Stocks tumbled to a 13-month low in a widespread selloff amid concern about the Federal Reserve’s ability to tame inflationary spirals without throwing the economy into a recession.
The slide in the S&P 500 topped 3%, while the Treasury curve steepened, with the gap between five- and 30-year rates hitting the widest since March. Investors are increasingly worried about the limits to Fed policy at a time when supply-chain disruptions pose a significant threat to inflation amid a ravaging war in Ukraine and China’s Covid lockdowns. Data Monday showed U.S. consumers project prices in three years to be higher compared with a month ago — a troubling sign for officials trying to keep longer-term expectations anchored.
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Pandemic-era stars bore the brunt of the selling, with Cathie Wood’s flagship exchange-traded fund sinking about 10% and an ETF tracking newly public companies down the most since the onset of the pandemic. Bitcoin slipped below $32,000, falling more than 50% from its all-time high. The rout also spread to energy producers, easily the market’s strongest sector in 2022. The group plunged over 8% as crude slid. Big tech was not spared, with the likes of Tesla Inc., Amazon.com Inc. and Nvidia Corp. off by at least 5%. The Cboe Volatility Index spiked to its highest in two months.
Traders will be closely watching a host of central bank speakers this week after Chair Jerome Powell on Wednesday played down the option of 75 basis-point rate hike. Fed Bank of Atlanta President Raphael Bostic told Bloomberg Television he favors policy makers continuing to raise rates by half-point increments rather than doing anything larger. In a later interview with Reuters broadcast on Twitter, Bostic added that while he saw low odds for a 75-basis-point hike in the next several months, he’s “not taking anything off the table.”
The April consumer-price index report on Wednesday is the highlight of an otherwise quiet week for economic releases. Inflation is projected to have moderated on both a monthly and annual basis, partly reflecting a dip in gasoline prices that have since picked back up. While inflation likely peaked in March at 8.5%, the hottest in four decades, price pressures are expected to remain elevated, keeping Fed officials on track to steadily lift borrowing costs in the months ahead.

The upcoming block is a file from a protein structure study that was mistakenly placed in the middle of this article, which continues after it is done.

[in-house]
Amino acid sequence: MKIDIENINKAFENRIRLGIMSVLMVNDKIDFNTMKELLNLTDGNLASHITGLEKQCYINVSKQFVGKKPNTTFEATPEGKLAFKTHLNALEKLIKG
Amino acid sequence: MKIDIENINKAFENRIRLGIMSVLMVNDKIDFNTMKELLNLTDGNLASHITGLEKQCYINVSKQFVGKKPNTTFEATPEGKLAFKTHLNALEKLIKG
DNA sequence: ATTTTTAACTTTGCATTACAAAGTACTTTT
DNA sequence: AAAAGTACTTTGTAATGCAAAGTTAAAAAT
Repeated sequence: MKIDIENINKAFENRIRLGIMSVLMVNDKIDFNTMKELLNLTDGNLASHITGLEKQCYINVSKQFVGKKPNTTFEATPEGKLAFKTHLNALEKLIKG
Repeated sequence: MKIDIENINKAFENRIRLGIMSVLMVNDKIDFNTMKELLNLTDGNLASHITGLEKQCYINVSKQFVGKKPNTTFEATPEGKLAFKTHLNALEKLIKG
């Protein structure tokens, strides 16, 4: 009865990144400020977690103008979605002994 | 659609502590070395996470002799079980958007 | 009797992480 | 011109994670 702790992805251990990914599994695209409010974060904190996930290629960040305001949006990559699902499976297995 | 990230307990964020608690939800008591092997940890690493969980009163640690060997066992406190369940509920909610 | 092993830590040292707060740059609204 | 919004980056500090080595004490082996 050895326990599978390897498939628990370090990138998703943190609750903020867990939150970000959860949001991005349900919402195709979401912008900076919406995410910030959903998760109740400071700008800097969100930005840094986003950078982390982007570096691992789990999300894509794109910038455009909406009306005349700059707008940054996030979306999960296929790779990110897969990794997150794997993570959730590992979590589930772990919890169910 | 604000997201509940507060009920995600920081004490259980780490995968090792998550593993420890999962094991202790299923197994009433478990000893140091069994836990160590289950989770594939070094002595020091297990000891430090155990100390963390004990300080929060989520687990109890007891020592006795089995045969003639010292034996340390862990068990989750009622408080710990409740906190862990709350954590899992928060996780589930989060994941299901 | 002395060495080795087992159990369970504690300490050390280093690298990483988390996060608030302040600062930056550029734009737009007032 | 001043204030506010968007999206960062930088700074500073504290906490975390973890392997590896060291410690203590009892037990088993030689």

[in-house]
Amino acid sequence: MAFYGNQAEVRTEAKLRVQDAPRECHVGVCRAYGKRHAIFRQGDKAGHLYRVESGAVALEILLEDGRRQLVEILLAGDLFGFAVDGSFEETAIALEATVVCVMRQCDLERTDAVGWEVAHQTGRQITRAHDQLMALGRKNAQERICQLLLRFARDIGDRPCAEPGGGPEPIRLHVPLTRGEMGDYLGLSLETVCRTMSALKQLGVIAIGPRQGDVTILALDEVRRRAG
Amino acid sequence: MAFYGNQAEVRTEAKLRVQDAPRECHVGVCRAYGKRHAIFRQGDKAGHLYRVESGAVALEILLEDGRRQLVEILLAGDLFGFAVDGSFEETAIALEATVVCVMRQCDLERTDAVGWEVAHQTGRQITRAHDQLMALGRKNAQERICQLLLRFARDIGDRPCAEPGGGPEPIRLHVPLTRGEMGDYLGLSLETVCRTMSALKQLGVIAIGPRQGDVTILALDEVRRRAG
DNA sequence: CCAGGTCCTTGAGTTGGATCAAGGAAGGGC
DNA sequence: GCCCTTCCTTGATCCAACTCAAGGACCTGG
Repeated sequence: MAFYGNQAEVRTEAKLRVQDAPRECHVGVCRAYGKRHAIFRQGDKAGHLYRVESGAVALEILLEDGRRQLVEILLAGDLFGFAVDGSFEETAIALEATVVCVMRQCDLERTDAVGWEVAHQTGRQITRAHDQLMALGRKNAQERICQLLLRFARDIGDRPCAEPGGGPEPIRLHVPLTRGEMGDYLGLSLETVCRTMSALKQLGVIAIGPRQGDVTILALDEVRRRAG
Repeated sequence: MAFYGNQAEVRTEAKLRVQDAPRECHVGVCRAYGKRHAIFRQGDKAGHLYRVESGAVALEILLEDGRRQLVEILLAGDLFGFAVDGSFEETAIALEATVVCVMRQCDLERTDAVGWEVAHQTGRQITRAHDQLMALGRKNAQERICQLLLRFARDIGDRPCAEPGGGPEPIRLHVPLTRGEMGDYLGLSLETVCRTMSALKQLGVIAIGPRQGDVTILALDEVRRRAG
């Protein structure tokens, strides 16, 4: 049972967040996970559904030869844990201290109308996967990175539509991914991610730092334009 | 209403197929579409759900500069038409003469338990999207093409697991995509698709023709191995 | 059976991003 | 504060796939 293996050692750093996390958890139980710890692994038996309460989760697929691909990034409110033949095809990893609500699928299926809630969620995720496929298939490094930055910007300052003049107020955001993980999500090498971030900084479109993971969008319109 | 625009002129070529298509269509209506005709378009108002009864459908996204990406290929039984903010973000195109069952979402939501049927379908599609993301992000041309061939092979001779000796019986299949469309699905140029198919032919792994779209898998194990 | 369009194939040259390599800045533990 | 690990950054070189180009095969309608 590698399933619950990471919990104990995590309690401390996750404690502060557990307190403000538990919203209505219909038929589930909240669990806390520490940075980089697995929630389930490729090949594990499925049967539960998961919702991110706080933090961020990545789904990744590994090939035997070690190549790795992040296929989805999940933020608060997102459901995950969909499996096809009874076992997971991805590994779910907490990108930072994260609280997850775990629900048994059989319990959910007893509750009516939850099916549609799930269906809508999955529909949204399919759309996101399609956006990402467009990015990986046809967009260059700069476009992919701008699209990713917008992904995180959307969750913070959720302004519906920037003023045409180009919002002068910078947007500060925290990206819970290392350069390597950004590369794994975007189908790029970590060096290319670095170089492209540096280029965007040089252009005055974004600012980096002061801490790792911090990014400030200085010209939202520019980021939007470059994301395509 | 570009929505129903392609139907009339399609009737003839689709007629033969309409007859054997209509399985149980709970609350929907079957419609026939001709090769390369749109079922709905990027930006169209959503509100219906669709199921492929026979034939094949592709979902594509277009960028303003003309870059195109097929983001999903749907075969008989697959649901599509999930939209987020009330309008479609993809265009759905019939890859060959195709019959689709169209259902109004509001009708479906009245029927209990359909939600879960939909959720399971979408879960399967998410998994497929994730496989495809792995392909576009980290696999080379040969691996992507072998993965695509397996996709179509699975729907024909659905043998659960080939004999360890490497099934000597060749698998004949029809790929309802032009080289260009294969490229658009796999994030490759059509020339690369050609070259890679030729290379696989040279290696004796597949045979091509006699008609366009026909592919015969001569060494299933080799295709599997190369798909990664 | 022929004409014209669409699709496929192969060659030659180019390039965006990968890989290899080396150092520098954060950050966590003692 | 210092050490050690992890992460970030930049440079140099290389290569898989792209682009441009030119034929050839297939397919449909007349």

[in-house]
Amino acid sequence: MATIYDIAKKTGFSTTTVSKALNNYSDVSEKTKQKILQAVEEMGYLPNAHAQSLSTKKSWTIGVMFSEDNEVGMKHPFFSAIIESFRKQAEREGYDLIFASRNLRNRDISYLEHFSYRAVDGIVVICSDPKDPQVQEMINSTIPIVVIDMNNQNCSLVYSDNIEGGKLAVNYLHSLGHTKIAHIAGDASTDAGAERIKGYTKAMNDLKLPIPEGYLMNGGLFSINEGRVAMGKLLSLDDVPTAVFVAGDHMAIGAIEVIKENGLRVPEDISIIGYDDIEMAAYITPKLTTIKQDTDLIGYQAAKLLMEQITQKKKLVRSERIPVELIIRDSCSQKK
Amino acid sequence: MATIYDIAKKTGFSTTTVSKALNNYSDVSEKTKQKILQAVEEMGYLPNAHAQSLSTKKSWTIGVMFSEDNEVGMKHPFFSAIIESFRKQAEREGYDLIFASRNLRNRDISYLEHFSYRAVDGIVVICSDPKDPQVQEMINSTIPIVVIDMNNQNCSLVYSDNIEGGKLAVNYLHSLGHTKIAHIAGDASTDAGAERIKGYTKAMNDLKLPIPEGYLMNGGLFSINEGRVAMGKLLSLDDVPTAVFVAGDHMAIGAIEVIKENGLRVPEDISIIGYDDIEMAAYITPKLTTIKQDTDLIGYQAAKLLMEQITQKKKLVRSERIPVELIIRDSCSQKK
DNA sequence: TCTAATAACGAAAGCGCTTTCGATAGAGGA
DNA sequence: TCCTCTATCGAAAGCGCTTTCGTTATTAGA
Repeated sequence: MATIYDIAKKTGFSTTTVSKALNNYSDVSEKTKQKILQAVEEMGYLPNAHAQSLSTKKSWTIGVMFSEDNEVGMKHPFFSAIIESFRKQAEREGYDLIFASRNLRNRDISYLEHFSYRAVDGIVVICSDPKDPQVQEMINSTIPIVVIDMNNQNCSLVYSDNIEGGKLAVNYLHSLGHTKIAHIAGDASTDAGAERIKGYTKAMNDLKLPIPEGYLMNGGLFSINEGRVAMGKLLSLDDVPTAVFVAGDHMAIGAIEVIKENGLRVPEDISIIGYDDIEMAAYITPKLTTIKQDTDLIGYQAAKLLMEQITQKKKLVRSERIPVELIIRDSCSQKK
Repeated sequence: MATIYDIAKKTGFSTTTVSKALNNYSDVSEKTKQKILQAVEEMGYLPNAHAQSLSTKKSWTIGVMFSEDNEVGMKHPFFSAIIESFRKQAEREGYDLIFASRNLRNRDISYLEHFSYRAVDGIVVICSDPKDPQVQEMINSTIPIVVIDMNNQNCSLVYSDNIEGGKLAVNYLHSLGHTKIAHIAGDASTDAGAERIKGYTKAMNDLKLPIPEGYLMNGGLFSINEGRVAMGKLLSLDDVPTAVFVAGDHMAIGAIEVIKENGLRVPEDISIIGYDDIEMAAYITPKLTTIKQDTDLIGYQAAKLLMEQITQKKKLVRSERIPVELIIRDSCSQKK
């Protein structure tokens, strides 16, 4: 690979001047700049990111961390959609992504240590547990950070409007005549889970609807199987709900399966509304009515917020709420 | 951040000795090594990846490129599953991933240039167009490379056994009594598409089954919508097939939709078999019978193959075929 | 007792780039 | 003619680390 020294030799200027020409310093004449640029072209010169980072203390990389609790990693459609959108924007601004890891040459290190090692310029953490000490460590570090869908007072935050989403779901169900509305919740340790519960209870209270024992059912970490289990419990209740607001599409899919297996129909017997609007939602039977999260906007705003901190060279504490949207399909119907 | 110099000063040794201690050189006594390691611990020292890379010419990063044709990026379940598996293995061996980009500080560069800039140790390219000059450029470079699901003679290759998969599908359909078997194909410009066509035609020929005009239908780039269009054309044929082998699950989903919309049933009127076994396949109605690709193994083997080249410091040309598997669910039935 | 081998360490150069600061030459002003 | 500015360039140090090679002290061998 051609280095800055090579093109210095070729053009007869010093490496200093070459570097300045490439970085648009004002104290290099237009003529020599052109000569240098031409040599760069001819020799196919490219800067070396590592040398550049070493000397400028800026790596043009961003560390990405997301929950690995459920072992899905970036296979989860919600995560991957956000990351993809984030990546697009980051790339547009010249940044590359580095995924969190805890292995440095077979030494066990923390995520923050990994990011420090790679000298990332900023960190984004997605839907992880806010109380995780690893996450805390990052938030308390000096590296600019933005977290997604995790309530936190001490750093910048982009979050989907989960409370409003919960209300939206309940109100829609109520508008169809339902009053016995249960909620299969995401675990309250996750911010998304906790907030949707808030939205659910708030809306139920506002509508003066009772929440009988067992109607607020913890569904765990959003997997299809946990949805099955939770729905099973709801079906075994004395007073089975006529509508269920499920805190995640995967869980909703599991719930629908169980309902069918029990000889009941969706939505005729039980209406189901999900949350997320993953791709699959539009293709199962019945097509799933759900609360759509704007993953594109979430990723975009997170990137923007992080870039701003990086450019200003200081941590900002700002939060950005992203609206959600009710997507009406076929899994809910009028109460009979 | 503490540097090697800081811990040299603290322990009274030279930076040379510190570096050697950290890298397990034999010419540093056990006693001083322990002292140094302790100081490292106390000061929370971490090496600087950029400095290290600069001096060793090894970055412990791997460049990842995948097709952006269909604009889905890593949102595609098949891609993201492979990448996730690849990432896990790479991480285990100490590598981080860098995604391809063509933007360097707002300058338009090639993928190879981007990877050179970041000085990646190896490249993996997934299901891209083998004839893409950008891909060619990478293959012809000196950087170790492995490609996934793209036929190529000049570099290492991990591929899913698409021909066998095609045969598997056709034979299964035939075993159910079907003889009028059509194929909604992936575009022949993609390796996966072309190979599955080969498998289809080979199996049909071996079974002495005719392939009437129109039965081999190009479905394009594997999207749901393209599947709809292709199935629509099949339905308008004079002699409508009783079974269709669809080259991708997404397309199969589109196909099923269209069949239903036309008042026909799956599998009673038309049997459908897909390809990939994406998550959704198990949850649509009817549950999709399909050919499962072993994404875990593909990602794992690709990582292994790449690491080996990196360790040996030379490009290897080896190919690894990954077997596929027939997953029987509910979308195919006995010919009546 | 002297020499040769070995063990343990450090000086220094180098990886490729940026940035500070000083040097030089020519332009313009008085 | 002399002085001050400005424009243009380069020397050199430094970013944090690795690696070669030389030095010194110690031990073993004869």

High inflation readings, a slowing economy and aggressive tightening by the Fed to rein in soaring prices have weighed on risk appetite and valuations. Even if an outright recession is avoided, the outlook for U.S. stocks isn’t particularly bright, according to Goldman Sachs Group Inc. strategists.
“Swings will remain large until the path of inflation is clarified,” strategists led by David Kostin wrote in a note to clients, adding that “tightening financial conditions and poor market liquidity make it difficult to argue for a short-term rally similar in size to the one in late March.”
Here are key events to watch this week:
- Cleveland Fed President Loretta Mester, Atlanta Fed President Raphael Bostic, New York Fed President John Williams, Fed Governor Christopher Waller speak, Tuesday
- Atlanta Fed President Raphael Bostic speaks, Wednesday
- U.S. CPI, WednesdayEIA crude oil inventory report, Wednesday
- San Francisco Fed President Mary Daly speaks, Thursday
- U.S. PPI, initial jobless claims, Thursday
- University of Michigan consumer sentiment, Friday
Some of the main moves in markets:
- The S&P 500 fell 3.2% as of 4 p.m. New York time
- The Nasdaq 100 fell 4%
- The Dow Jones Industrial Average fell 2%
- The MSCI World index fell 3.1%
- The Bloomberg Dollar Spot Index rose 0.3%
- The euro was little changed at $1.0559
- The British pound fell 0.1% to $1.2333
- The Japanese yen rose 0.3% to 130.22 per dollar
- The yield on 10-year Treasuries declined 10 basis points to 3.03%
- Germany’s 10-year yield declined four basis points to 1.09%
- Britain’s 10-year yield declined four basis points to 1.96%
- West Texas Intermediate crude fell 6.8% to $102.28 a barrel
- Gold futures fell 1.6% to $1,852.70 an ounce
–With assistance from Sunil Jagtiani, Srinivasan Sivabalan, John Viljoen and Vildana Hajric.